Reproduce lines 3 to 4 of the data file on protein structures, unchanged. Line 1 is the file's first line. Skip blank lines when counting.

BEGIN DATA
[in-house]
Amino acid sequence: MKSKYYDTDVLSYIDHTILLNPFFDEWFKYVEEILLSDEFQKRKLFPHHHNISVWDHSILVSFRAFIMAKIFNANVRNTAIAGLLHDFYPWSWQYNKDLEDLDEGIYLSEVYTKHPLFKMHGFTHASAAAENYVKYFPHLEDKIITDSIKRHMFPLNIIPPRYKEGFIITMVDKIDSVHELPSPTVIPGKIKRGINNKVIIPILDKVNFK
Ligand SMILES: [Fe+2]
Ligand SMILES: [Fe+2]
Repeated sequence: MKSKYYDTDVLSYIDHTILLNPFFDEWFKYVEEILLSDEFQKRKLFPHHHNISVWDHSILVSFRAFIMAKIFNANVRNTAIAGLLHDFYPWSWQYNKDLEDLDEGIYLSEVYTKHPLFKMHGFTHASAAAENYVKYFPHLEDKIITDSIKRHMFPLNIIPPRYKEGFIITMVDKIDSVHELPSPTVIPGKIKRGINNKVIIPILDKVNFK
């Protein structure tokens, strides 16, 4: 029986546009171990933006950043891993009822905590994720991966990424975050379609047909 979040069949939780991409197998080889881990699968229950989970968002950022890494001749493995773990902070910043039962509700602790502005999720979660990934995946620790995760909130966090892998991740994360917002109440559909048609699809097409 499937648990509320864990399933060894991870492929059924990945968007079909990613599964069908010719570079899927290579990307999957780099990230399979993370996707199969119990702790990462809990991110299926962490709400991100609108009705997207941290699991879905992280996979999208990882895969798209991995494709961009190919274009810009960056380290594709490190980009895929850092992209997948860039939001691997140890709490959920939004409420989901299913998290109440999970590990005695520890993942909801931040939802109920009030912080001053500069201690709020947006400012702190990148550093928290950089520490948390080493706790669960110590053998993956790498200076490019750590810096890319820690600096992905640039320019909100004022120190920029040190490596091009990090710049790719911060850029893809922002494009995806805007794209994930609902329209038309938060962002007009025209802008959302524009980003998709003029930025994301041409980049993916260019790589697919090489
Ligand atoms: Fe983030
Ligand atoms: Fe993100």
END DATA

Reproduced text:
Ligand SMILES: [Fe+2]
Ligand SMILES: [Fe+2]